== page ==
Thursday, June 7, 2012

Bloody 'ell!

Wow! Who knew that the tousled-haired middle-aged guy on the $20 bill -- our seventh president, Andrew Jackson -- was a rootin' tootin' hottie in tight black jeans, kohl eyeliner, spiky haircut, muscle shirt and boots?

As conceived in the musical Bloody Bloody Andrew Jackson, which I just caught at the end of its two-weekend run at Westchester Sandbox Theatre in Mamaroneck, N.Y., politics in the early 19th century featured a resentful populist movement, a tight group of East Coast politicians and a charismatic Western leader, all set to a bitchin' emo-rock score.

In other words, more than a few similarities to today, with echoes of the Bush years. OK, maybe they didn't have emo (emotional hardcore) rock punctuating the 1828 election, which resulted in Jackson's first term as president and the founding of the Democratic Party. But they sure did have emotion, as a young United States of America - just half a century old - was still struggling to find its feet after two wars with Britain.

Bloody Bloody was a sensation in 2010 at the Public Theater off-Broadway but didn't find its audience on Broadway, closing after four months. This was the first New York regional production of the show and a really fine affair it was.

The four-year-old Westchester Sandbox produces both mainstage adult shows and theatre for and with young people in a 100-seat storefront venue. Bloody Bloody was staged by the three-year-old Little Radical Theatrics company, whose mandate is to provide an outlet for 20-something theater artists who are out of high school, possibly in college and possibly heading for professional careers or community theater.

The cast, as directed by Michael J. Mirra, hit just the right note of intense deadpan attitude, as creators Alex Timbers (book and the original production's director) and Michael Friedman (music and lyrics) urge in their notes for licensed productions.

Jackson and his rag-tag followers - cast members play various politicians (Henry Clay, Martin Van Buren, John Quincy Adams), Indians, citizens - defiantly stake their territory in the opening number, "Populism, Yea, Yea!" as they accuse the educated elite of Massachusetts and Virginia of ignoring the people of the expanding frontier.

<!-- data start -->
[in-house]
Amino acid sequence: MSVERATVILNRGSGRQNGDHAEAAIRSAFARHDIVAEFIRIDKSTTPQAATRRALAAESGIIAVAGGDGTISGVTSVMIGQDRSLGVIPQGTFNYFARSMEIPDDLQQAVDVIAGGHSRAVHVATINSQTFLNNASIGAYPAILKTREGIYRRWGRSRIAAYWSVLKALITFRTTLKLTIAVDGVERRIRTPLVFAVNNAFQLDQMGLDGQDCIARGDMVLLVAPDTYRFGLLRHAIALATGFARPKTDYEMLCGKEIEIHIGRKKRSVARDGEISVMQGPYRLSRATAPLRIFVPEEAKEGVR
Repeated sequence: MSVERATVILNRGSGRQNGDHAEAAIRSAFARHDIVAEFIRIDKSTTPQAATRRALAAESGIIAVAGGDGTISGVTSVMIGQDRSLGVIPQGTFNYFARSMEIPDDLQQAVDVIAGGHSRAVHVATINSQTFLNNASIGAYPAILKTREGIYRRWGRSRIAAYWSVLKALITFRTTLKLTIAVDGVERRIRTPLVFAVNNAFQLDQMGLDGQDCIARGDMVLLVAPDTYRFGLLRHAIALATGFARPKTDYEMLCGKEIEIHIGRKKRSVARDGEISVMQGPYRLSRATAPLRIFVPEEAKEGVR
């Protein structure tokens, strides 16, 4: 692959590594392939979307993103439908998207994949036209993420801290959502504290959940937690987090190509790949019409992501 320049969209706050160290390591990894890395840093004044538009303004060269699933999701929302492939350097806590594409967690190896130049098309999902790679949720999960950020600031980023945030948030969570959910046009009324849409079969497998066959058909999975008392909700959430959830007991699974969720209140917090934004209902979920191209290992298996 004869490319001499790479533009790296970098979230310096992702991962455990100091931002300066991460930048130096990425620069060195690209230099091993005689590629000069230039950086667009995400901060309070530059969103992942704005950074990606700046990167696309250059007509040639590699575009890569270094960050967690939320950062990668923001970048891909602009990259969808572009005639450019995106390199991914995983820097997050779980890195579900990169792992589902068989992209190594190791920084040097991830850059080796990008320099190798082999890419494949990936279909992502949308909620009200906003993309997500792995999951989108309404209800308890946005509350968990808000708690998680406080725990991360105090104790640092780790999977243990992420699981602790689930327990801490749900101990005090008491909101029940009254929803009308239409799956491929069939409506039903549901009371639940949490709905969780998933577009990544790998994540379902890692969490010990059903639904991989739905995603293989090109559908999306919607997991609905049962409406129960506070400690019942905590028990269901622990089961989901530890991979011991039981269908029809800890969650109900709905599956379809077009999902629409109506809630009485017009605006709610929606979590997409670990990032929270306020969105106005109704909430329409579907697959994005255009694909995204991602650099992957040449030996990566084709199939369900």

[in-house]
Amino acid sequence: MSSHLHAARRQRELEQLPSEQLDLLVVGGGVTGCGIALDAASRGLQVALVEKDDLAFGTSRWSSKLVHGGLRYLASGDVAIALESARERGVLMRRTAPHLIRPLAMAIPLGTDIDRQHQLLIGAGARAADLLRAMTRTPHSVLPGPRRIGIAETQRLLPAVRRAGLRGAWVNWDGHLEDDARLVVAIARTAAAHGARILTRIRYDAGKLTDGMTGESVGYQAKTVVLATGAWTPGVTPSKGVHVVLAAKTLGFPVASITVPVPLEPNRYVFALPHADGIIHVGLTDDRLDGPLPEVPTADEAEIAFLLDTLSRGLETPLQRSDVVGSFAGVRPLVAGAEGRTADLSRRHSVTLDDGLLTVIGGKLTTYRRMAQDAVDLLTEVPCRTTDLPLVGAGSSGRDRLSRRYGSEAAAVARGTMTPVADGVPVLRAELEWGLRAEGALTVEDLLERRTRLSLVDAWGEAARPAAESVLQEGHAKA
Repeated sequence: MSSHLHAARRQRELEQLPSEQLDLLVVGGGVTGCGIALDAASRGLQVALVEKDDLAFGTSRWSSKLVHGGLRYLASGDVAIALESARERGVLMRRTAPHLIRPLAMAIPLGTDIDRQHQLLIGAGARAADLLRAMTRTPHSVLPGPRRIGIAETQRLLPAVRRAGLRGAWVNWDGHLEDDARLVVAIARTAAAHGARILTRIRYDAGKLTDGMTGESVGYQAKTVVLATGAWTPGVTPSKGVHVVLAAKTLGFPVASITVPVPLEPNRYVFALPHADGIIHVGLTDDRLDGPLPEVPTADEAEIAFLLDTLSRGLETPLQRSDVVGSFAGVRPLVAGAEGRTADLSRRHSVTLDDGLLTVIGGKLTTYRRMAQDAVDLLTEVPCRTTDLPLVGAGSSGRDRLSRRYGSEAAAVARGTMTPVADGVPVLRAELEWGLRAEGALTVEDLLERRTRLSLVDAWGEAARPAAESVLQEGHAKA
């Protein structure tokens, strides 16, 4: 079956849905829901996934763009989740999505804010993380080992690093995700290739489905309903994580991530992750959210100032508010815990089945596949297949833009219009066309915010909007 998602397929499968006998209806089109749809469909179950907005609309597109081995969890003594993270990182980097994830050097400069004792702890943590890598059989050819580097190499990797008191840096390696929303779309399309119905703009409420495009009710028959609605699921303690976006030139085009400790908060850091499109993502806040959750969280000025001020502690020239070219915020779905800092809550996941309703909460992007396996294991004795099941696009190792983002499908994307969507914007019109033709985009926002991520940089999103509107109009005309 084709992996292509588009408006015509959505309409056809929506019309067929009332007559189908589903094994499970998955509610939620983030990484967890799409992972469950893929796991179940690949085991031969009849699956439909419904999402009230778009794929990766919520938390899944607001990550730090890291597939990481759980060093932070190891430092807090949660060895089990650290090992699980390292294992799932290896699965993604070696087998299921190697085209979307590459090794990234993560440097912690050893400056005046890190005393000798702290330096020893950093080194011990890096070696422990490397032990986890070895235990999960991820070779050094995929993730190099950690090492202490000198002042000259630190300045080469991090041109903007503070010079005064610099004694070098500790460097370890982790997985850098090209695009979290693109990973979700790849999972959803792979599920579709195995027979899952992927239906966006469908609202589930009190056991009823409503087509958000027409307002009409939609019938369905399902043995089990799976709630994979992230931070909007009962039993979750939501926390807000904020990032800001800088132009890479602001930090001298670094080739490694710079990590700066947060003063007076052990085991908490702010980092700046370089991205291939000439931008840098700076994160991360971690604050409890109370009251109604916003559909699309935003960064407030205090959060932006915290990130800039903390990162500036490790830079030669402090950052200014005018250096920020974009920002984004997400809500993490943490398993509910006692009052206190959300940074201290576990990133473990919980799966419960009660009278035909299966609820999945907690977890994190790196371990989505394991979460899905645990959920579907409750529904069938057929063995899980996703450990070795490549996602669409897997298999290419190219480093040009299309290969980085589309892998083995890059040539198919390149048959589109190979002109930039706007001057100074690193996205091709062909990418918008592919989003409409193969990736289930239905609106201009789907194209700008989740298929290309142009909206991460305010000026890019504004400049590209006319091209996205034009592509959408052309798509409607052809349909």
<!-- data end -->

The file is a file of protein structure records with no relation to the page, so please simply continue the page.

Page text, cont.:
The show's charm comes from its skillful layering of modern idioms and styles on a quite serious look at a young nation where a boy from rural Tennessee can rise to be a military hero and president - and a major slave owner and persecutor of the native population. It also skewers an eternally adolescent streak in American politics: deep down, we want our president to be a rock star.

Jackson's rough childhood, during which he was orphaned at 14, joined the military and was captured by the British, is summed up succinctly with the phrase, "Life sucks, and my life sucks in particular." Enraged by Indian attacks on his family and French, Spanish and British control of various territories, Jackson longs for a leader ("I'm Not That Guy") then realizes he will take action ("I'm So That Guy").

The "bloody" of the title was well earned as Jackson took on the British at the Battle of New Orleans, headed up a militia that drove Indian tribes out of the Southeast ("Ten Little Indians") and cleared Spanish and French forces from Florida.

But the minute you think you've got Jackson pegged as more Hitler than hero, the show illuminates his complex personality. The same man who signed the Indian Removal Act, forcibly relocating tribes west of the Mississippi, also adopted a native boy whose parents had been killed in battle. His relationship with his wife, Rachel, was passionately loving and her death - incredibly on the eve of his inauguration - devastated him.

The magnetic BJ Markus, with a fine singing voice, rivetingly played Jackson with more sexy snarl than the handsome Benjamin Walker in the original productions. The entire cast did great work, but particular mention should go to Dany Rousseau's portrait of the strong yet wistful Rachel.

Markus and Mirra are credited with the very effective scenic design - a stage framed with portraits and objects from what look like America's attic. Ricky Romano's five-piece band provided tight accompaniment. However, Mirra's lighting design occasionally left some performers in unfortunate shadows.

Jackson's legacy is controversial even today, but this show, and Green Day's American Idiot, are modern classics that use rock music to make profound comments on American politics and society. Little Radical Theatrics' production brilliantly conveyed the spirit of Bloody Bloody Andrew Jackson.

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